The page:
In 1956, Beverly Sills married Peter Greenough, a journalist and part owner of The Cleveland Plain Dealer. The couple had two children, a daughter born with mulitple sclerosis and profound deafness and a son who was severely autistic and later had to be institutionalized. During this period she turned down many singing engagements to care for her children, but finally agreed to commute to New York and perform again with the City Opera. “I was always a good singer,” she said in an interview, “but I was a combination of everyone else’s ideas: the director, the conductor, the tenor. After I came back, I talked back. I stopped caring what anyone else thought.I felt if I could survive my grief, I could survive anything.”
The family moved to Massachusetts where Sills began a long friendship and collaboration with Sarah Caldwell, director of the Opera Company of Boston, singing her first Queen of the Night in Mozart’s The Magic Flute there. In 1966, she fought for the role Cleopatra in Handel’s “Giulio Cesare,” with the New York City Opera, threatening to resign and give a Carnegie Hall concert singing Cleopatra’s arias if the director, Julius Rudel, did not give it to her. She won and the role was a major triumph, giving and new status as an international opera superstar and landing her on the cover of Time magazine where she was described as “America’s Queen of Opera”.
Soon she was appearing in opera houses and concert halls throughout the world and on television, holding her own in Specials with Danny Kaye, Julie Andrews, and Carol Burnett. She finally made her debut at La Scala in Milan in 1969, explaining to the press that her success there was “probably because Italians like big women, big bosoms and big backsides.” In 1974 she had successful surgery for ovarian cancer and recovered so swiftly that she was able to sing at the San Francisco Opera a month later.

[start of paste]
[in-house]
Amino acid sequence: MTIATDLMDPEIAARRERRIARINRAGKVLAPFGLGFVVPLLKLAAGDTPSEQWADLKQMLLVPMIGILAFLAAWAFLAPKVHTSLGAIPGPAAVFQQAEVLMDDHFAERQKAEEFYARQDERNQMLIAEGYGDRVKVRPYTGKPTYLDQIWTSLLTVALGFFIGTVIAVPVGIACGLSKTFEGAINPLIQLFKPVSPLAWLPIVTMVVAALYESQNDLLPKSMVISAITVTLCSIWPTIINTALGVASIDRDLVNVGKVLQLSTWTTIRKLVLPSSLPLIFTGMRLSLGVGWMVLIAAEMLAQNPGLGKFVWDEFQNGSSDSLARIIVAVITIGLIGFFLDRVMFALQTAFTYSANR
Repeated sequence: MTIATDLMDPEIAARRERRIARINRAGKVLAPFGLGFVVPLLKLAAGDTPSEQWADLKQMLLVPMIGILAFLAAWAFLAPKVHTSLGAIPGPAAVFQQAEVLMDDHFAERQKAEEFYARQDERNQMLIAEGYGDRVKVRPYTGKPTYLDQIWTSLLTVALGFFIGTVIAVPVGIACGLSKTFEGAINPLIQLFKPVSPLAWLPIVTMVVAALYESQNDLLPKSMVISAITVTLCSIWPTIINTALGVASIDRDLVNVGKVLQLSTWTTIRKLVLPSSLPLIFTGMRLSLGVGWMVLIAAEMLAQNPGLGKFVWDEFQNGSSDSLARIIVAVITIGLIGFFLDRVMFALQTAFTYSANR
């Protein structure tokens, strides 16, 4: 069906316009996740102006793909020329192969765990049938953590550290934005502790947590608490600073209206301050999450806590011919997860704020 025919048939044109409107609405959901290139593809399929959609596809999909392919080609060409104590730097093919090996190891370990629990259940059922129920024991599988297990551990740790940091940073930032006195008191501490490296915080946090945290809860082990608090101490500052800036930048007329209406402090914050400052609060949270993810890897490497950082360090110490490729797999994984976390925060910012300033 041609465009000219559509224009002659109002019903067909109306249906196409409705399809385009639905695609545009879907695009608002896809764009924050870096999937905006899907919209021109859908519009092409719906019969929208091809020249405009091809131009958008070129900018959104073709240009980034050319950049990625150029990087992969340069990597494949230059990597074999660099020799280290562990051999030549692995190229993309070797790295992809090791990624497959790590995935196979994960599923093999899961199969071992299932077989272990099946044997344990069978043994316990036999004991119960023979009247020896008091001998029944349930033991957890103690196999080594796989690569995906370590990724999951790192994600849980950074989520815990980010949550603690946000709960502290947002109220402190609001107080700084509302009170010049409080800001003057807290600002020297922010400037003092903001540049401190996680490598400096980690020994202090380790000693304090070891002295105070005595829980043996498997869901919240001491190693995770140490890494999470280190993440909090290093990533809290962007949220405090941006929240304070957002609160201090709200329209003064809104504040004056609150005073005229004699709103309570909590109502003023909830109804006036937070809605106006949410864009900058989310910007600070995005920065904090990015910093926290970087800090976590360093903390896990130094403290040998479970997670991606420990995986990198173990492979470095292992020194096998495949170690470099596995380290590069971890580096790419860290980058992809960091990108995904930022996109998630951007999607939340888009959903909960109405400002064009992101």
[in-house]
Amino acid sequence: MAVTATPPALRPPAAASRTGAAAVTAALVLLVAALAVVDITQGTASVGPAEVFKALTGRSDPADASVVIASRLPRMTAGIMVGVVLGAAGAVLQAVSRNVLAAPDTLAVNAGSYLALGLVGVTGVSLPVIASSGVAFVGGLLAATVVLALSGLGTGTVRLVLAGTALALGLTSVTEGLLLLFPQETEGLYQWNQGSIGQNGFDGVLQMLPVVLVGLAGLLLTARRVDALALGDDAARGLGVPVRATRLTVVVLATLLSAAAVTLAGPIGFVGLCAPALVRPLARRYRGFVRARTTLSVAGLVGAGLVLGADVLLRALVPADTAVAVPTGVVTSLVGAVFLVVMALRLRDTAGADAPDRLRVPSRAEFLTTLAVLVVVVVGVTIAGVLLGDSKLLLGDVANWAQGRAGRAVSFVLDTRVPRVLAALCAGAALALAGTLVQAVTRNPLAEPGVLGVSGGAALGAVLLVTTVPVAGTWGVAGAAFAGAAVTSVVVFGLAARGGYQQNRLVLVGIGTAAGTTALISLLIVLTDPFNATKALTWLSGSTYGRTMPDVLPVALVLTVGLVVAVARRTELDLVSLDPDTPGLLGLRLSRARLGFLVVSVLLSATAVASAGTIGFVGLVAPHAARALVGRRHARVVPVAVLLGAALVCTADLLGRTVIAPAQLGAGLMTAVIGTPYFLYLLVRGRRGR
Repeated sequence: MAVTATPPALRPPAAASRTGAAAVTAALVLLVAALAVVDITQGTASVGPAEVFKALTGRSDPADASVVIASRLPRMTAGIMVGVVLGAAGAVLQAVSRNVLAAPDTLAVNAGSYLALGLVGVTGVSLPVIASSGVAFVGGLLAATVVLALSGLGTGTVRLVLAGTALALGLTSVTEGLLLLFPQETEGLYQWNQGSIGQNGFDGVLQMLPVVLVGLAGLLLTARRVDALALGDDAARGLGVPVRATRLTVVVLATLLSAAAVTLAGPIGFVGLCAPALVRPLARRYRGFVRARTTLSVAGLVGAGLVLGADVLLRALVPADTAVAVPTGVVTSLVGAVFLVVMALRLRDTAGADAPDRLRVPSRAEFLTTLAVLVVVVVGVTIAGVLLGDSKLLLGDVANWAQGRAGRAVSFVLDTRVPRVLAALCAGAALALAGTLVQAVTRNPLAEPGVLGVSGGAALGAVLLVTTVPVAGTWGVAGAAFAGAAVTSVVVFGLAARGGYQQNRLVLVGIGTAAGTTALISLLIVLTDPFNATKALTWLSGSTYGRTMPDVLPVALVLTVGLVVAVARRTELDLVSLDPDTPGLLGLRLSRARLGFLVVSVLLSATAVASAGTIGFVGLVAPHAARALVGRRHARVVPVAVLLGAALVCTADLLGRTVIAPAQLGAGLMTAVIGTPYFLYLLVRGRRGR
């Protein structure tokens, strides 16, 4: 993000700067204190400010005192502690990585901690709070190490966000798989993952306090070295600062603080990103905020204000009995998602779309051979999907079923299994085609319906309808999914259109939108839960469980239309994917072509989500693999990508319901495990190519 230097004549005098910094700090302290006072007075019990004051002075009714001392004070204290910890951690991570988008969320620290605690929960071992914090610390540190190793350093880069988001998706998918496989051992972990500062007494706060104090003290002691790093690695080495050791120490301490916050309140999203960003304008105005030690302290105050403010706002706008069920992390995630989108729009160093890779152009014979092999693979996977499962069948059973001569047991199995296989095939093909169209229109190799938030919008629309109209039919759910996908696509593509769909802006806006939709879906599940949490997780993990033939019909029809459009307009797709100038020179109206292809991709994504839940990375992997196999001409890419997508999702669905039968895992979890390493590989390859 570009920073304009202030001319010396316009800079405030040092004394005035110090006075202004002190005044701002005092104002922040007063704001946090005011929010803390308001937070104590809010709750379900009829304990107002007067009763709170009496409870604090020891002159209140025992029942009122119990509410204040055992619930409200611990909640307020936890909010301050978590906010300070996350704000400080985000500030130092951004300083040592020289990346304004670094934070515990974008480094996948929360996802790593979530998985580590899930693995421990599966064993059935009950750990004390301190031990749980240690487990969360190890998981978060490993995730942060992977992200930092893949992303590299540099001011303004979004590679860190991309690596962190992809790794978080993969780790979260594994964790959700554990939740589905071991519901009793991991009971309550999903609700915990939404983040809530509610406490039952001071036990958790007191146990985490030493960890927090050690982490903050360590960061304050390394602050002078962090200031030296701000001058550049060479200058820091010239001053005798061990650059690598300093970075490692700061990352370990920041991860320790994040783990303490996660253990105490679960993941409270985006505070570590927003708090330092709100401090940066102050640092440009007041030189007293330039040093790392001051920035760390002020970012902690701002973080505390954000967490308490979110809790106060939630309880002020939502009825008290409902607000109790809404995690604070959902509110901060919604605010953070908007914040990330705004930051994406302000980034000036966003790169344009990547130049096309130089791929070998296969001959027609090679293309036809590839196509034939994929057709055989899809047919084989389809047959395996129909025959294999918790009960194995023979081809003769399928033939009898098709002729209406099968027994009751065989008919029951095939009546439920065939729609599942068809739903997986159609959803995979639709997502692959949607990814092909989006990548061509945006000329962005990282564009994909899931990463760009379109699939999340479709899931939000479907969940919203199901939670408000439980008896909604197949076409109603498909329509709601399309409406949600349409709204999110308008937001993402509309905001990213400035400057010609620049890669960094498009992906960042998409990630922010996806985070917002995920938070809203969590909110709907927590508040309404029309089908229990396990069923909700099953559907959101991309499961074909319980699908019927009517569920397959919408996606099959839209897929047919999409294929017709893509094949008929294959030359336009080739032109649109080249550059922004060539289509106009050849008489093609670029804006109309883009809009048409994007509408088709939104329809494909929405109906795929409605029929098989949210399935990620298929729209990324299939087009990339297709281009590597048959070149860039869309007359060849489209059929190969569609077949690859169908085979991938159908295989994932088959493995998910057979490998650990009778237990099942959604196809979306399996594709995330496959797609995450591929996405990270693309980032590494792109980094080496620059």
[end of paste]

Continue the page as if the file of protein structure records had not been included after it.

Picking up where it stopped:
Rudolf Bing, director of the Metropolitan Opera, had a preference for Italian opera stars and refused to engage either Sills or her compatriot at the City Opera, bass Norman Treigle. Sills once made her opinion known in an interview. “Oh, Mr. Bing is an ass . . . everybody said what a great administrator he was and a great this, Mr. Bing was just an improbable, impossible General Manager of the Metropolitan Opera…. The arrogance of that man.” After Bing retired, Sills made her Metropolitan Opera debut, having first insisted that her longtime colleague Ms. Caldwell conduct, making her the first woman to ever conduct at the Met. Rudolph Bing later admitted that his refusal to use Sills was the single biggest mistake of his career.
Sills retired from singing in 1980, giving a nationally televised farewell concert at the NYCO with Carol Burnet.
She said that she didn’t sing anymore, even in the shower, but she never left the world of Opera. She became co-director, then General Director, of NYCO inheriting a company deeply in debt and with no clear plan of operations. She began her tenure by offering unusual operatic repertory, hiring young American artists, and reducing ticket prices by 20 percent. City Opera also became the first American company to use supertitles. In spite of a warehouse fire that destroyed 10,000 costumes and a $3 million deficit, when she retired from her post in 1989, her management (and tireless fund raising) allowed her to leave with a $3 million surplus. After leaving City Opera she served as chairwoman of Lincoln Center and then, in an irony that must have pleased her, Beverly Sills became chairwoman of the Metropolitan Opera.
Beverly Sills died of complications of inoperable lung cancer on July 2, 2007, at the age of 78.